Code of Practice on Reasonable Steps to be taken by a Trade Union (Minimum Service Levels)

Debate between Baroness Noakes and Lord Cromwell
Wednesday 6th December 2023

(6 months, 1 week ago)

Lords Chamber
Read Full debate Read Hansard Text Read Debate Ministerial Extracts
Baroness Noakes Portrait Baroness Noakes (Con)
- View Speech - Hansard - -

My Lords, I completely understand that the Benches opposite did not much like this legislation when it went through your Lordships’ House, as we have heard today, but it is the law of the land and has been passed by both Houses of Parliament. It seems churlish to hold out against a document that is only trying to help unions comply with its provisions.

The noble Baroness, Lady Bennett of Manor Castle, and the noble Lord, Lord Collins of Highbury, have listed a number of reasons for the code of practice to be rejected or regretted, as the case may be. I suggest that these reasons do not stack up. I refer to the reasons as specified in their amendments, as opposed to the broader political speeches that we have heard.

The amendment from the noble Lord, Lord Collins, says that the code of practice

“imposes significant new duties on trade unions”.

It does not. Paragraph 7 says:

“This Code imposes no legal obligations”.


It is just guidance. It therefore does not go beyond the scope of the 2023 Act, as the noble Lord’s amendment alleges. Put simply, his amendment is inaccurate. It acknowledges that the intention of the guidance is to “provide … clarification to unions”, but then complains that there are “significant areas of uncertainty”. Guidance, by its nature, will never be exhaustive. He seems to be calling for absolutely certain rules and not guidance, but this is guidance. Much will depend at the end of the day on the circumstances, and the courts—not the Government—will determine whether a union has taken appropriate legal steps to stay within the law.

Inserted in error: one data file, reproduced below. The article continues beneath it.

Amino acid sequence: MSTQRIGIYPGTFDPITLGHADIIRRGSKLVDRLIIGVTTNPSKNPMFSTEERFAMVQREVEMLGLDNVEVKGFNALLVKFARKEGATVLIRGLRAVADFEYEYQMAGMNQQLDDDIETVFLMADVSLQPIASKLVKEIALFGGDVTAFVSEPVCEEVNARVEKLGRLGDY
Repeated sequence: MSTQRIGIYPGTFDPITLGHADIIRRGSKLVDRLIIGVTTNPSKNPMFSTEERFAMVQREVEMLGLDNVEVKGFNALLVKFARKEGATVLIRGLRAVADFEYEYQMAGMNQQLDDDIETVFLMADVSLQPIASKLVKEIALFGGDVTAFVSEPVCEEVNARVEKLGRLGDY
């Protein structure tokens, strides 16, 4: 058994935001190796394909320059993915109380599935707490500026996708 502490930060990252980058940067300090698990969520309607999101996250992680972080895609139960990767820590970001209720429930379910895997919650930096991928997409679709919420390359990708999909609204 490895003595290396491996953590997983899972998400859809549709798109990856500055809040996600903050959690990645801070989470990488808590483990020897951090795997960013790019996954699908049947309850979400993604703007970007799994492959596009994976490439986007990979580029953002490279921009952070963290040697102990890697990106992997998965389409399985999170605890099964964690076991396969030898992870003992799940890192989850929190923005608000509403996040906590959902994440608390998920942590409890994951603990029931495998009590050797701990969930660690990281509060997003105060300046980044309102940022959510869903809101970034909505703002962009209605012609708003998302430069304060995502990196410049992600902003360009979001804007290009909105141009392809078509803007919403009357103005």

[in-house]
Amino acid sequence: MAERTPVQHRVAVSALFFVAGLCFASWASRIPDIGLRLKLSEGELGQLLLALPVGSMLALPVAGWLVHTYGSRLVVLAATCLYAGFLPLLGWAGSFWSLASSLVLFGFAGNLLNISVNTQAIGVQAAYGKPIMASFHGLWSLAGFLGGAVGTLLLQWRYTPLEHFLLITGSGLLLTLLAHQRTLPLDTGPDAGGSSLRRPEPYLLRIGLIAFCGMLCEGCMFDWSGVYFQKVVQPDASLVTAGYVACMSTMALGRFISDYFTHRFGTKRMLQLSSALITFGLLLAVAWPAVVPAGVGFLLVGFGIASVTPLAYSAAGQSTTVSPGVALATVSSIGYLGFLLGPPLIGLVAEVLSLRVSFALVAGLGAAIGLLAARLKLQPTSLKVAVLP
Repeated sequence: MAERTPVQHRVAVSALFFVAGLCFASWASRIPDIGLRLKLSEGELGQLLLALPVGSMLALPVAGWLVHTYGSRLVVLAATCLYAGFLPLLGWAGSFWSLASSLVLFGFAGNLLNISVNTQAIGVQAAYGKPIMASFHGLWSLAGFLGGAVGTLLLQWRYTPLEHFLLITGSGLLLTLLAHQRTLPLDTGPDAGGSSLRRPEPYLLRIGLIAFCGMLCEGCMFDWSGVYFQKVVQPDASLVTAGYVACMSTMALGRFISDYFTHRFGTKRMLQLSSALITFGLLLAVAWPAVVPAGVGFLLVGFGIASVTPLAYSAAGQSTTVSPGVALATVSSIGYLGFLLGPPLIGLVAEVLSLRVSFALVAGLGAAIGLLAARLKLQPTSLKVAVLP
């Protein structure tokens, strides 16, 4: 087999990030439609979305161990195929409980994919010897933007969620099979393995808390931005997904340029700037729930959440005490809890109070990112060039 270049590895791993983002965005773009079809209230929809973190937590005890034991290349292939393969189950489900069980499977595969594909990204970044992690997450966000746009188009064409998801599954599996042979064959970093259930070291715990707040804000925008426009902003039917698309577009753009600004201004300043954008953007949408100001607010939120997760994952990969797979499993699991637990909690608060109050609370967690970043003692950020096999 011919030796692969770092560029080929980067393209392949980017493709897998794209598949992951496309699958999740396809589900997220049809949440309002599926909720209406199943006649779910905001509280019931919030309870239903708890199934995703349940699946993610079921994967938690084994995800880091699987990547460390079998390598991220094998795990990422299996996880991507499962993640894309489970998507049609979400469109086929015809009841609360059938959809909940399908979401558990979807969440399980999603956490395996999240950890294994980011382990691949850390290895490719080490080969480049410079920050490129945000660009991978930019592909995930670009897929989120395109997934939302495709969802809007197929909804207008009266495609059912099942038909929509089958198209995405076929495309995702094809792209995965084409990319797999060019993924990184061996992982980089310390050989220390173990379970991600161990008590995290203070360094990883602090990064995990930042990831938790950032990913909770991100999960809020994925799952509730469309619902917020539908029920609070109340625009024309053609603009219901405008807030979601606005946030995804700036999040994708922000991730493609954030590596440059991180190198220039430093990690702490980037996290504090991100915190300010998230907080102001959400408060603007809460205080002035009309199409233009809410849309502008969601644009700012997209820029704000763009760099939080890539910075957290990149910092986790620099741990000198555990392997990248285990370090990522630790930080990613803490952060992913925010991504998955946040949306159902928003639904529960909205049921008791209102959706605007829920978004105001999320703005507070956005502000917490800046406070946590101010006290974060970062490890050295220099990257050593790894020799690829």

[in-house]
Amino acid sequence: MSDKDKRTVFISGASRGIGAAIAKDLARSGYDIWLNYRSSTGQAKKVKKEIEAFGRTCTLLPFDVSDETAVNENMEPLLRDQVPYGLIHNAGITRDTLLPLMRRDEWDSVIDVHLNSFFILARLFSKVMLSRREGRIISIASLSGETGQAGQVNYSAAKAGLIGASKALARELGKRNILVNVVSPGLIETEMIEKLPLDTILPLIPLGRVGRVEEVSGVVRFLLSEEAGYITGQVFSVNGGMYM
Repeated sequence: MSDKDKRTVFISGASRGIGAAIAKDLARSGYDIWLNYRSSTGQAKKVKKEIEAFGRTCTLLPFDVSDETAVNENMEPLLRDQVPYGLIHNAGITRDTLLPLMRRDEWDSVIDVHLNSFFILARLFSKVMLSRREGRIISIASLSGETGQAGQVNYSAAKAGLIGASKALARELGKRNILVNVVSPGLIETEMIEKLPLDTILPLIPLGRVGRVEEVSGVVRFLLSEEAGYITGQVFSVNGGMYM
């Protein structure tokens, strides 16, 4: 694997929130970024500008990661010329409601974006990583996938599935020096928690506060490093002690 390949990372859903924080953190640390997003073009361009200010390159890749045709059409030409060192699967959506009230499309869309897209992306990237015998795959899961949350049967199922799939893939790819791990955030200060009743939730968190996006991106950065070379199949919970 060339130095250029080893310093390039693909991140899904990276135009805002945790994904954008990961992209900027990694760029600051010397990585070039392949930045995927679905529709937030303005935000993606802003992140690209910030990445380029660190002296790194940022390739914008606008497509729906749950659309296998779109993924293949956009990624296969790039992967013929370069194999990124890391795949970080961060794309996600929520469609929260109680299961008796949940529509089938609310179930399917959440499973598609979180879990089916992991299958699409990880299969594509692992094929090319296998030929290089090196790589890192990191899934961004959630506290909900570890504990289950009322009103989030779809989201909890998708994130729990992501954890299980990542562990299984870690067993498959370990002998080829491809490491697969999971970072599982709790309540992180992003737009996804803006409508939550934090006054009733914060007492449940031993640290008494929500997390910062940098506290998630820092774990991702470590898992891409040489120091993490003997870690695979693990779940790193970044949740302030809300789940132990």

The noble Baroness, Lady Bennett, did not go through her list of complaints when she spoke to her amendment, but I believe it is similarly misplaced. Her amendment says that the guidance can lead to fines on trade unions or make them into “enforcement agents”. She also complains that the draft guidance reduces workers’ rights. The guidance simply cannot do these things—it is just guidance.

The complaints of the noble Baroness might be more accurately targeted at the minimum service levels legislation itself, as we discussed earlier. That is now the law of the land. It is not the time to redebate those issues, which took up so much of your Lordships’ time in the last Session.

Lastly, the noble Baroness’s amendment says that the guidance somehow “breaches international labour commitments”, which, again, as guidance, it cannot do. Our obligations under the ILO conventions do not prohibit us from setting minimum service levels and certainly do not prohibit us from issuing guidance. I hope—though without much hope at all—that neither of the noble Lords will be pressing their amendments, as they really do not make sense.

Lord Cromwell Portrait Lord Cromwell (CB)
- View Speech - Hansard - - - Excerpts

My Lords, good grief, how did it come to this? I come at this at a slightly different angle as a businessperson, and I know that the Minister has much business experience. However, in business, a great deal of time and study goes into how to motivate people to work productively. I find it difficult—and I wonder if I could ask the Minister whether he shares my view—that passing a law that in effect forces people to work is hardly the way to go about things, and is, in fact, a sign of failure. It is certainly a sign of regret.